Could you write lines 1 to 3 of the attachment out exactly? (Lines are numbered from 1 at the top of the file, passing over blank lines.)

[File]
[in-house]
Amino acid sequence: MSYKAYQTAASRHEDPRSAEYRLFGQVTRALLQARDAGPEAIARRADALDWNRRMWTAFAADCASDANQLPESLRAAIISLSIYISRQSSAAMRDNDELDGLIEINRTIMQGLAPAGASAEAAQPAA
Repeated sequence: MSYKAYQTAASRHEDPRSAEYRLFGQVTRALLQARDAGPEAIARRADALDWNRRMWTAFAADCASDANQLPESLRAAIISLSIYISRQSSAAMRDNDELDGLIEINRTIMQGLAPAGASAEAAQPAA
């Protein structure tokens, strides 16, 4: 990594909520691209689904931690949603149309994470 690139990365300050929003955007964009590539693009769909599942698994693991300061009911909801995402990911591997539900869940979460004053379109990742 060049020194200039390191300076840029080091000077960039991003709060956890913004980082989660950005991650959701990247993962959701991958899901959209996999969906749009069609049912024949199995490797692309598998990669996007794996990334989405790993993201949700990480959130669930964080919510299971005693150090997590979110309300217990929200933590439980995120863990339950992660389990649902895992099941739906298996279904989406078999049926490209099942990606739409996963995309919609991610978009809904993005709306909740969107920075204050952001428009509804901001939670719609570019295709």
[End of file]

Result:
[in-house]
Amino acid sequence: MSYKAYQTAASRHEDPRSAEYRLFGQVTRALLQARDAGPEAIARRADALDWNRRMWTAFAADCASDANQLPESLRAAIISLSIYISRQSSAAMRDNDELDGLIEINRTIMQGLAPAGASAEAAQPAA
Repeated sequence: MSYKAYQTAASRHEDPRSAEYRLFGQVTRALLQARDAGPEAIARRADALDWNRRMWTAFAADCASDANQLPESLRAAIISLSIYISRQSSAAMRDNDELDGLIEINRTIMQGLAPAGASAEAAQPAA